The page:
Darcie, 16, seeks her father, Paul, and is befriended by handsome, intriguing Roman during a summer that climaxes with a startling tragedy. With Darcie's mother honeymooning in Europe, Darcie stays with Uncle George and Aunt May, helping out at their zoo restaurant. Taciturn and alcoholic, George is furious at Darcie's curiosity about Paul. Reluctantly, May tells Darcie that Paul was a local boy? a teen-ager as was her mother. Meanwhile, Darcie is fascinated by Roman, a warm, imaginative sealkeeper with a gift for communicating with animals, though his empathy with their captivity and grief when one of them dies border on bizarre. Darcie finds him her one comfort, although, at 28, he scrupulously tries to keep her at arm's length. Still, he helps her find Paul's father and provides solace as she pieces together her sad origins: George had bribed Paul to join the Army; Paul returned the money but went anyway, planning to return and marry Darcie's mother, but was killed. Darcie's feeling for Roman is so strong that she "would do anything for him"; their single kiss is yearningly sweet, but when his favorite seal is killed by a prankster, his ultimate request reveals his dangerous depths. Conrad's characters are so tautly drawn that readers should willingly suspend disbelief at the more melodramatic moments of her plot. The parallel threads of Darcie's quest and her gradual entwinement with Roman, in whose charming vitality a frightening flaw is implied from the beginning, should keep readers enthralled. Darcie's final escape from what has become an evil spell is heart-stopping.

Pub Date: April 1, 1987

ISBN: 0064471640

Page Count: 228

Publisher: Harper & Row

Review Posted Online: April 18, 2012

Kirkus Reviews Issue: March 15, 1987

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A bit of envelope-pushing freshens up the formula.


In honor of its 25th anniversary, a Disney Halloween horror/comedy film gets a sequel to go with its original novelization.

Three Salem witches hanged in 1693 for stealing a child’s life force are revived in 1993 when 16-year-old new kid Max completes a spell by lighting a magical candle (which has to be kindled by a virgin to work). Max and dazzling, popular classmate Allison have to keep said witches at bay until dawn to save all of the local children from a similar fate. Fast-forward to 2018: Poppy, daughter of Max and Allison, inadvertently works a spell that sends her parents and an aunt to hell in exchange for the gleeful witches. With help from her best friend, Travis, and classmate Isabella, on whom she has a major crush, Poppy has only hours to keep the weird sisters from working more evil. The witches, each daffier than the last, supply most of the comedy as well as plenty of menace but end up back in the infernal regions. There’s also a talking cat, a talking dog, a gaggle of costumed heroines, and an oblique reference to a certain beloved Halloween movie. Traditional Disney wholesomeness is spiced, not soured, by occasional innuendo and a big twist in the sequel. Poppy and her family are white, while Travis and Isabella are both African-American.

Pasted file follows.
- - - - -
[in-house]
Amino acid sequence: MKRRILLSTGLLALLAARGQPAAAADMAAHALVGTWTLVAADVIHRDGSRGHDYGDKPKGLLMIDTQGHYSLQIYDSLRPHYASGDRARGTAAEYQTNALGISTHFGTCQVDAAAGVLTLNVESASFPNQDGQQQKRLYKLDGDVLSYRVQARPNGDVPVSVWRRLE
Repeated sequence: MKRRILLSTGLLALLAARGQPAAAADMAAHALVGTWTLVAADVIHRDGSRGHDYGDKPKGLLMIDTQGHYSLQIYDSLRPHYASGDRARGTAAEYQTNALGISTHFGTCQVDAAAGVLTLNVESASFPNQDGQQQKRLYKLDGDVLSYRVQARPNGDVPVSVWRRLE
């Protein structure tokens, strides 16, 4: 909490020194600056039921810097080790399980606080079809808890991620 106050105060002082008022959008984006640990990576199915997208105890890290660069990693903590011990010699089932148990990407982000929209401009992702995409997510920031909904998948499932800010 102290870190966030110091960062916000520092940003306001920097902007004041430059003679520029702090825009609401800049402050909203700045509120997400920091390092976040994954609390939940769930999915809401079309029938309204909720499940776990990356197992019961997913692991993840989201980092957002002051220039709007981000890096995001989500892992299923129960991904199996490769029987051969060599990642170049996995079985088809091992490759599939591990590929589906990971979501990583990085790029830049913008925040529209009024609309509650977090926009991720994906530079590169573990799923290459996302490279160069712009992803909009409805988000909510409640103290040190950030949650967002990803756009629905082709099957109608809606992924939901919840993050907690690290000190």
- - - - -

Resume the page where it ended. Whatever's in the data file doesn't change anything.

A bit of envelope-pushing freshens up the formula. (Fantasy. 10-15)

Pub Date: July 10, 2018

ISBN: 978-1-368-02003-9

Page Count: 528

Publisher: Freeform/Disney

Review Posted Online: June 17, 2018

Kirkus Reviews Issue: July 1, 2018

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A prototypical survival story: after an airplane crash, a 13-year-old city boy spends two months alone in the Canadian wilderness. In transit between his divorcing parents, Brian is the plane's only passenger. After casually showing him how to steer, the pilot has a heart attack and dies. In a breathtaking sequence, Brian maneuvers the plane for hours while he tries to think what to do, at last crashing as gently and levelly as he can manage into a lake. The plane sinks; all he has left is a hatchet, attached to his belt. His injuries prove painful but not fundamental. In time, he builds a shelter, experiments with berries, finds turtle eggs, starts a fire, makes a bow and arrow to catch fish and birds, and makes peace with the larger wildlife. He also battles despair and emerges more patient, prepared to learn from his mistakes—when a rogue moose attacks him and a fierce storm reminds him of his mortality, he's prepared to make repairs with philosophical persistence. His mixed feelings surprise him when the plane finally surfaces so that he can retrieve the survival pack; and then he's rescued. Plausible, taut, this is a spellbinding account. Paulsen's staccato, repetitive style conveys Brian's stress; his combination of third-person narrative with Brian's interior monologue pulls the reader into the story. Brian's angst over a terrible secret—he's seen his mother with another man—is undeveloped and doesn't contribute much, except as one item from his previous life that he sees in better perspective, as a result of his experience. High interest, not hard to read. A winner.

Pub Date: Sept. 1, 1987

ISBN: 1416925082

Page Count: -

Publisher: Bradbury

Review Posted Online: Oct. 18, 2011

Kirkus Reviews Issue: Aug. 15, 1987

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